Hawaii lava flow update: Lava incinerates home on Hawaii's Big Island

Update: Lava from Hawaii's Pu'u O'o vent has flowed 13.5 miles since June 27, finally engulfing a house on Monday. Until this week, no Hawaiian homes had been lost to lava since 2012.

A slow-moving lava flow from an erupting volcano on Hawaii's Big Island incinerated a house on Monday, marking the first home devoured by a stream of molten rock that has crept toward the village of Pahoa for weeks, civil defense officials said.

The home had been evacuated some time ago, and no injuries were reported from the river of lava, which began oozing from Kilauea Volcano in late June. Hawaii County Civil Defense officials said no other dwellings were immediately threatened.

The home ignited just before noon local time by a finger of lava that broke out from the primary flow on Sunday, even as the leading edge came to a near standstill 480 feet away from Pahoa Village Road, the main street through town, officials said.

Video posted online by civil defense showed a crackling, charcoal-colored carpet of lava enveloping the grounds around the house as flames and thick smoke engulfed the single-story, wood-paneled home, causing it to collapse.

Members of the family who had lived there stood by to "document and observe" their home burning from a safe distance, said county civil defense chief Darryl Oliveira.

The only other structures destroyed in the area were a storage shed and a cattle-feeding shelter consumed by lava last month. Another offshoot of lava narrowly missed a house last month, coming within 100 feet of that building.

Residents of about 50 homes in the projected path of the lava have been making preparations to flee for weeks, many emptying their houses of belongings in case an evacuation became necessary.

Pahoa, a town of about 800 people, stands on the site of a former sugar cane plantation on the eastern edge of the Big Island. Most of the town's business district lies to the south of the area in greatest danger.

Kilauea's current eruption began in 1983, and the flow of lava that has menaced Pahoa began bubbling out of the volcano's Pu'u O'o vent on June 27 and has crept a distance of 13 1/2 miles since then. The leading edge of the lava can reach temperatures of about 2,100 degrees Fahrenheit.

Previous lava flows from Kilauea destroyed more than 180 homes between 1983 and 1990, but until this week no dwellings had been lost to the volcano since 2012.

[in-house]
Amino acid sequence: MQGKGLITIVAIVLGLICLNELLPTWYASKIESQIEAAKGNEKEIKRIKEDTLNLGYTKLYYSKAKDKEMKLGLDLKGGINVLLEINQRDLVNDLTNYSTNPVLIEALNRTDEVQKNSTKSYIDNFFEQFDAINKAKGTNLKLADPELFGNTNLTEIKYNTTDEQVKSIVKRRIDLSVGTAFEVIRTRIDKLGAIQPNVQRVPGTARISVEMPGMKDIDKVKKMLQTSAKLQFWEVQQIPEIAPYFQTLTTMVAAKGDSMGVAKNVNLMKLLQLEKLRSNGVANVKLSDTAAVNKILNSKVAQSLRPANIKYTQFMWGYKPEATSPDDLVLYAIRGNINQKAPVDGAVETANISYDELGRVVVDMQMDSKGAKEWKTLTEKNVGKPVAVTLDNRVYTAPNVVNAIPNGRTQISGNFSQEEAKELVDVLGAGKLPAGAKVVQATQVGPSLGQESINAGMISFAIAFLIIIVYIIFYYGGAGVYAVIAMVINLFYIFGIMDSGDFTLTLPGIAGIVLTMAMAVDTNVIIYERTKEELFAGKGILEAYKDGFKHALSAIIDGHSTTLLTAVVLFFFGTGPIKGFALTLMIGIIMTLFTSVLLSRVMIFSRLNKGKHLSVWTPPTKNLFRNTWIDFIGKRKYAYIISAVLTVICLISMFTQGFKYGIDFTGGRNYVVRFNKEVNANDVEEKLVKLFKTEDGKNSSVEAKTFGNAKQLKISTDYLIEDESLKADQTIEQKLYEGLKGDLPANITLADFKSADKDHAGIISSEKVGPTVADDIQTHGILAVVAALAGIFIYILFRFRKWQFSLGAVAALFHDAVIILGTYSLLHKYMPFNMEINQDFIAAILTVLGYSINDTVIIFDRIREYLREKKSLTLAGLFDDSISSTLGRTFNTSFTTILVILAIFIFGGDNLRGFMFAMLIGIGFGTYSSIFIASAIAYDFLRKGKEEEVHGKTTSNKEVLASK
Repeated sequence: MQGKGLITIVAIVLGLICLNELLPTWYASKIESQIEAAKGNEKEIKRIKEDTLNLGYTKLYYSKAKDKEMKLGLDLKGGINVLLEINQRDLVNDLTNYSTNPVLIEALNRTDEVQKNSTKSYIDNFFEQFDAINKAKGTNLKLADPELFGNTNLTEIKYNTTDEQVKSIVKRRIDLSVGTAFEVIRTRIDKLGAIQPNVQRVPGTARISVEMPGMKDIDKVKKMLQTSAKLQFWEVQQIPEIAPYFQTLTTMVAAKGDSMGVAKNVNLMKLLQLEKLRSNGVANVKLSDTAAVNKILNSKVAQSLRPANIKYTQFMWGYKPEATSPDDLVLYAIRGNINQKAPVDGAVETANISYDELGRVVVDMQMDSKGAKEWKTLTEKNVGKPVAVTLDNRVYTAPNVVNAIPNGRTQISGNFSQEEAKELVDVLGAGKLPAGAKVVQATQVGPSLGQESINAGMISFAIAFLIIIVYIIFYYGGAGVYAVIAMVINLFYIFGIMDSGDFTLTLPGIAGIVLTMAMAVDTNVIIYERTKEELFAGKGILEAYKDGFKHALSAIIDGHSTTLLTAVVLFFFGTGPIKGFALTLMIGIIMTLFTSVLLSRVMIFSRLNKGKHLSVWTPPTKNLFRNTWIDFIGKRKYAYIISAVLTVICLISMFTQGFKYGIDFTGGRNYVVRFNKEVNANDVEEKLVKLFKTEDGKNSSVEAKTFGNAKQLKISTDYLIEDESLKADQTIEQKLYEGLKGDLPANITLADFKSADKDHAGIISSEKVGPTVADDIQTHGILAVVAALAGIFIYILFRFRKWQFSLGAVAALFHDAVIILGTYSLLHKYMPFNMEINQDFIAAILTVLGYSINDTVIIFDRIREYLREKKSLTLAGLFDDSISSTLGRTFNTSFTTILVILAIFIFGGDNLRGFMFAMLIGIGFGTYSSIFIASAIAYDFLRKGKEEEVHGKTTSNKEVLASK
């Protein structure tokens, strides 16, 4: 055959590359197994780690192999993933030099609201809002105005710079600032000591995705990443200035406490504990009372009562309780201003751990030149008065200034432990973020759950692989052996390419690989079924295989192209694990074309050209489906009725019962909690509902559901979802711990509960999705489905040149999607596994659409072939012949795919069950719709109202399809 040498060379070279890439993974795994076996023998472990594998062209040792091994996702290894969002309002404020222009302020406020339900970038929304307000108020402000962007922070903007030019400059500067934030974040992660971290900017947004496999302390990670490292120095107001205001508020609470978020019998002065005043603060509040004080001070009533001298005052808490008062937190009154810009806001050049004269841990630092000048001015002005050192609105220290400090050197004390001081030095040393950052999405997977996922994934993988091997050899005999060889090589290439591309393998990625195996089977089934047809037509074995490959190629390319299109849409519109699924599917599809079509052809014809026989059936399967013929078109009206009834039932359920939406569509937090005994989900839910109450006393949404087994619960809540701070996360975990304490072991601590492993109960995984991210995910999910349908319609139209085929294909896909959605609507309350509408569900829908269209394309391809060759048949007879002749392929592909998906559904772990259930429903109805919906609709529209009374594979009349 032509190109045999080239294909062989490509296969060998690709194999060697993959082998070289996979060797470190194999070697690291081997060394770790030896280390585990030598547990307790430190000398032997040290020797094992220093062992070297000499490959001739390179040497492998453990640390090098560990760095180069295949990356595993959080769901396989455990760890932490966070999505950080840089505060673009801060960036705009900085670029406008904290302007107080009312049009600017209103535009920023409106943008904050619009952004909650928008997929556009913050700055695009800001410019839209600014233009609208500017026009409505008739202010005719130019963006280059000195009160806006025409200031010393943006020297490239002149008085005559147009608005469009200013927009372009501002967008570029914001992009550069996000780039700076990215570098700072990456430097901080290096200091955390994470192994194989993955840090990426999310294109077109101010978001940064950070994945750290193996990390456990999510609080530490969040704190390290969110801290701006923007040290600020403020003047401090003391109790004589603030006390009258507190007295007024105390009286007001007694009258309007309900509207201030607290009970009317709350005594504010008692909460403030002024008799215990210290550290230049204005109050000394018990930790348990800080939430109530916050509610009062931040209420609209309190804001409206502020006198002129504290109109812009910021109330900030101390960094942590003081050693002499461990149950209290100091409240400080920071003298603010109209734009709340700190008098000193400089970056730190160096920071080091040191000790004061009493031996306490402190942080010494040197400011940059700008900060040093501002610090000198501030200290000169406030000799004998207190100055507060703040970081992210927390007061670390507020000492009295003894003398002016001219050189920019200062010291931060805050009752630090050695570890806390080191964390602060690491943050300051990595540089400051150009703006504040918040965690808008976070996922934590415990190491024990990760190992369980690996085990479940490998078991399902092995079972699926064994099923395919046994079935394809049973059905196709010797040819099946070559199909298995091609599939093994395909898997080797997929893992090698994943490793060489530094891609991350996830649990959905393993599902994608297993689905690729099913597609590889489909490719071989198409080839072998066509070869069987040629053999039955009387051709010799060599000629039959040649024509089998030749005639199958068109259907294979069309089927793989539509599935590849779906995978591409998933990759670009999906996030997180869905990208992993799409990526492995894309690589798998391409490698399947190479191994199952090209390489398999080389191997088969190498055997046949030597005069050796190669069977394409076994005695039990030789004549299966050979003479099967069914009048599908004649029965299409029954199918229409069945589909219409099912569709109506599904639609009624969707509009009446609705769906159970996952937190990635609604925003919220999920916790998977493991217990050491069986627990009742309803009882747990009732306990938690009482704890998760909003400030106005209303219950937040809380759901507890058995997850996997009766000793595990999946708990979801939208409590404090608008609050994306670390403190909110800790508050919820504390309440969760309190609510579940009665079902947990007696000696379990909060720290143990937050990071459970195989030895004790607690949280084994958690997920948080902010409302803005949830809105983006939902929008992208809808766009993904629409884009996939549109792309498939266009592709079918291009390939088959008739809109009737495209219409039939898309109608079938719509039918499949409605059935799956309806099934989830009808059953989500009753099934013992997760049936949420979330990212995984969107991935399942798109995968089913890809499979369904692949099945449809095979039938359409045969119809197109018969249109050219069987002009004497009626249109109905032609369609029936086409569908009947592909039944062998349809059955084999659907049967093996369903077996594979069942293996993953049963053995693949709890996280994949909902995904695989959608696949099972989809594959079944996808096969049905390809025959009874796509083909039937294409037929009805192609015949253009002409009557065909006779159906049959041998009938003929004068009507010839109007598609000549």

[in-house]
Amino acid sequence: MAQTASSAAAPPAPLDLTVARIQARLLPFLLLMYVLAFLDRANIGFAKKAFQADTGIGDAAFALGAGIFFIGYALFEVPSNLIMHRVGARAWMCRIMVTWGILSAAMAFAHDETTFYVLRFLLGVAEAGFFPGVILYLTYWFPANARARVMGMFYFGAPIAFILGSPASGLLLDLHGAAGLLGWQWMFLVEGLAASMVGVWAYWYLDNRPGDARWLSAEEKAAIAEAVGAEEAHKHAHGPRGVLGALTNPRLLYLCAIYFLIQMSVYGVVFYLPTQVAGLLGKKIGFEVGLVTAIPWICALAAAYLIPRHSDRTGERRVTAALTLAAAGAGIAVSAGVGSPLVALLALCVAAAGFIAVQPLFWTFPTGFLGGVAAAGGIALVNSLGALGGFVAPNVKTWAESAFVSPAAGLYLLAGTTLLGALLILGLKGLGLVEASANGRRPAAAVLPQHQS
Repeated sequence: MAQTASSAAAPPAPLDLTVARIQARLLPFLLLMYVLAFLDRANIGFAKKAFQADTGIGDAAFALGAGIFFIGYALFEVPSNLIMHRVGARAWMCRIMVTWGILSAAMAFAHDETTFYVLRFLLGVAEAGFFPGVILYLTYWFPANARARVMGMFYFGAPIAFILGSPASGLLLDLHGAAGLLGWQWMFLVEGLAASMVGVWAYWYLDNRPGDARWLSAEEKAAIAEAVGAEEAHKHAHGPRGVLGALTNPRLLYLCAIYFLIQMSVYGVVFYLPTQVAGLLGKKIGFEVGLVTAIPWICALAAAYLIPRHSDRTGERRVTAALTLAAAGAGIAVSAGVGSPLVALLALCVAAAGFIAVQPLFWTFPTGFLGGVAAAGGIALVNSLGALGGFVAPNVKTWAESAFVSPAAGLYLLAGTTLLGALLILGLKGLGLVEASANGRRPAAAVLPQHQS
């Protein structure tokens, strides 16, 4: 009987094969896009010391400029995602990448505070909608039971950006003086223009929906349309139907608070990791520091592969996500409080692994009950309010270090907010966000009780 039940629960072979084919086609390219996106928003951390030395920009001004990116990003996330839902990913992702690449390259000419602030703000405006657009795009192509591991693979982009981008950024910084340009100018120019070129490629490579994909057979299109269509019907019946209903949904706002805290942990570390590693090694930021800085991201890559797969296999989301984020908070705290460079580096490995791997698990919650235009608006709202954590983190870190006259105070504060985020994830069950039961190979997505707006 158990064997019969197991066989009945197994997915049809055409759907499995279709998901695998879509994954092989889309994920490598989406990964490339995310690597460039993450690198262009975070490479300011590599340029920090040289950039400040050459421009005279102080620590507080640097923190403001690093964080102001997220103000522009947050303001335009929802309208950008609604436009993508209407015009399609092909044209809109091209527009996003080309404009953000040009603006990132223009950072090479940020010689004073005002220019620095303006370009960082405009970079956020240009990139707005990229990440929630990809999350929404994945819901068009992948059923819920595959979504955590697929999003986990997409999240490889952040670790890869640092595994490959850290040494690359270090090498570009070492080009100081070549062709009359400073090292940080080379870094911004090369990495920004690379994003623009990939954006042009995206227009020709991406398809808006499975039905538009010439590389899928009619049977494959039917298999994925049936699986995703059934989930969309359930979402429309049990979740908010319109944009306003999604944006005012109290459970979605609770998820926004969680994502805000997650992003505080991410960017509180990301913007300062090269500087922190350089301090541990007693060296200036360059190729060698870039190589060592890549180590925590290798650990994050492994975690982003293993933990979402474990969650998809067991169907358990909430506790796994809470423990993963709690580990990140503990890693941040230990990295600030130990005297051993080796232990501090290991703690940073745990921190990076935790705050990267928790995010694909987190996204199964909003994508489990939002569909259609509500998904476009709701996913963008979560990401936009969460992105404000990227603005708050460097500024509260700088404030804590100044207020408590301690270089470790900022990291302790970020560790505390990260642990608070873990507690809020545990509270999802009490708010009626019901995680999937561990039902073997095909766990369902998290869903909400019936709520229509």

(Reporting by Karin Stanton; Writing by Steve Gorman; Editing by Cynthia Johnston, Sandra Maler and Ken Wills)

You've read  of  free articles. Subscribe to continue.
Real news can be honest, hopeful, credible, constructive.
What is the Monitor difference? Tackling the tough headlines – with humanity. Listening to sources – with respect. Seeing the story that others are missing by reporting what so often gets overlooked: the values that connect us. That’s Monitor reporting – news that changes how you see the world.

Dear Reader,

About a year ago, I happened upon this statement about the Monitor in the Harvard Business Review – under the charming heading of “do things that don’t interest you”:

“Many things that end up” being meaningful, writes social scientist Joseph Grenny, “have come from conference workshops, articles, or online videos that began as a chore and ended with an insight. My work in Kenya, for example, was heavily influenced by a Christian Science Monitor article I had forced myself to read 10 years earlier. Sometimes, we call things ‘boring’ simply because they lie outside the box we are currently in.”

If you were to come up with a punchline to a joke about the Monitor, that would probably be it. We’re seen as being global, fair, insightful, and perhaps a bit too earnest. We’re the bran muffin of journalism.

But you know what? We change lives. And I’m going to argue that we change lives precisely because we force open that too-small box that most human beings think they live in.

The Monitor is a peculiar little publication that’s hard for the world to figure out. We’re run by a church, but we’re not only for church members and we’re not about converting people. We’re known as being fair even as the world becomes as polarized as at any time since the newspaper’s founding in 1908.

We have a mission beyond circulation, we want to bridge divides. We’re about kicking down the door of thought everywhere and saying, “You are bigger and more capable than you realize. And we can prove it.”

If you’re looking for bran muffin journalism, you can subscribe to the Monitor for $15. You’ll get the Monitor Weekly magazine, the Monitor Daily email, and unlimited access to CSMonitor.com.

QR Code to Hawaii lava flow update: Lava incinerates home on Hawaii's Big Island
Read this article in
QR Code to Subscription page
Start your subscription today